Letter to the Editor

Mayors, Town Mangers Urge Baker to Give All Adults Vaccine in 20 Hardest-Hit Communities

Dear Editor,

We, the undersigned mayors and municipal managers, respectfully urge Governor Baker immediately to allow all distributors of COVID-19 vaccines in the 20 most vulnerable communities in Massachusetts to offer them to all residents over 18 years of age — or 16 in the case of Pfizer — without any other restrictions related to age or medical condition.

Another strategy would be to make all household members immediately eligible for vaccination when any single member of that household is eligible.

Despite initial challenges, the system set up by the Commonwealth has helped us to achieve one of the highest rates of vaccination in the country. We also appreciate that the Administration has specifically designated 20 cities and towns as being at higher risk of COVID, and deserving of additional resources, communication efforts, and vaccines.

Even with these efforts, we still face challenges achieving an equitable distribution of vaccines. Current estimates indicate 39% of white residents in the Commonwealth have received at least one dose per capita, while only 25% of Black and 18% of Latinx residents have done so.[1]

First dose vaccination rates in the 20 communities designated by the Baker Administration as most vulnerable are running, on average, 15% (for Black residents) and 24% points (for Latinx residents) behind the statewide average for white residents. Of course, we expect that similar trends exist in among low-income populations and populations of color in many of the other cities and towns in the Commonwealth, even beyond the 20 communities designated by the Administration.

Public health data indicates we may be headed into another surge, with higher case rates among younger people (16–39 years old), most of whom are not now eligible for vaccination under state guidelines and who represent a larger percentage of residents in the 20 municipalities.  While younger people have been less likely to suffer serious complications or die from COVID, they are still at risk of serious illness and longer-term consequences.  And they can transmit the disease to unvaccinated individuals.

Once again – as in all previous surges – infection rates are higher in vulnerable urban communities, where residents are poorer, receive lower pay, frequently face more exposure to conditions that lead to illness, and are more likely to be front line workers who are unable to work from home.

One way to counteract these trends would be to press for a faster and higher rate of vaccination in the 20 most vulnerable communities by making all residents immediately eligible for vaccinations if they are over 18 years of age (or 16 for Pfizer). 

Since these communities also contain many inter-generational households and still face relatively high infection rates, another strategy would be to make all household members eligible for vaccination if any single member of the household qualifies.  Getting as many people as possible vaccinated as soon as possible is imperative to protect our residents.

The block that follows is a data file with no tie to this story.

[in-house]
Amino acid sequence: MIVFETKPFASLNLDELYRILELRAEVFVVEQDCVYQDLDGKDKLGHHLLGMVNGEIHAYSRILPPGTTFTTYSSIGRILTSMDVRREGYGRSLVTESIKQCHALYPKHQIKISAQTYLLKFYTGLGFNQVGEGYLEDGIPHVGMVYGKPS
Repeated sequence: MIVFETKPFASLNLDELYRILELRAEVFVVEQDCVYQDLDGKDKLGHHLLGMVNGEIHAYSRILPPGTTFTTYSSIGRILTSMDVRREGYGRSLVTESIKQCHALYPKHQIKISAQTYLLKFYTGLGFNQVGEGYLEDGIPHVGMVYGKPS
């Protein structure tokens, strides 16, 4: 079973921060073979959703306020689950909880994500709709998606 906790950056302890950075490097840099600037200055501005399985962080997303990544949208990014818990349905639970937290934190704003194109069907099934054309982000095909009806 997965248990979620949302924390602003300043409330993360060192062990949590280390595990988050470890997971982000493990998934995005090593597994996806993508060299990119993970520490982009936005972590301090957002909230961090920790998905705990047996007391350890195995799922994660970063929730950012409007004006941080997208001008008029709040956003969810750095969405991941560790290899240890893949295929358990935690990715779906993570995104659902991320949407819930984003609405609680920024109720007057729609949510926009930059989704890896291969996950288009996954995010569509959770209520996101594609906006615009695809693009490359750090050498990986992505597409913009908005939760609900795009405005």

We recognize that all age groups are expected to be eligible on April 19.  However, we also recognize that on that date, millions of residents from throughout the Commonwealth will become eligible, forcing the more vulnerable residents of high-impact communities to compete for a limited number of appointments even as the supply of vaccines grows.  Giving the lower-income and more vulnerable residents of these 20 cities and towns a head start would help to ensure earlier access and a faster rate of vaccine uptake in communities that have already suffered an unconscionable rate of illness and loss. Even after April 19, it will be important to focus efforts on vaccinating groups at higher risk of infection, including lower-income populations and people of color, not only in the 20 communities, but broadly throughout the Commonwealth.

Already more than 40 states across America have expanded vaccine eligibility to all residents over the age of 16 or those in specific locations.  Our neighboring state of Rhode Island, which continues to implement age restrictions in most of the state, eliminated age restrictions in more vulnerable postal codes weeks ago.  Massachusetts should do the same in the 20 cities and towns the Administration has already designed as the most severely at risk. We feel this would help to accomplish a key Administration goal, which we all share: to ensure that all residents of the Commonwealth, regardless of race, income, or resources, have an equal opportunity to get vaccinated at the soonest possible time.

Robert Sullivan,

Mayor of Brockton

Thomas Ambrosino,

City Manager

of Chelsea

Carlo DeMaria,

Mayor of Everett

Yvonne Spicer,

Mayor of Framingham

James Fiorentini, Mayor of Haverhill

Eileen Donoghue, City Manager, Lowell

Thomas McGee,

Mayor of Lynn

Gary Christenson, Mayor of Malden        

Neil Perry, Town Manager, Randolph

Brian Howard, Mayor of Methuen

Brian Arrigo,

Mayor of Revere

Joseph Curtatone, Mayor of Somerville     

 Marc Draisen,

Executive Director, Metropolitan Area

Planning Council

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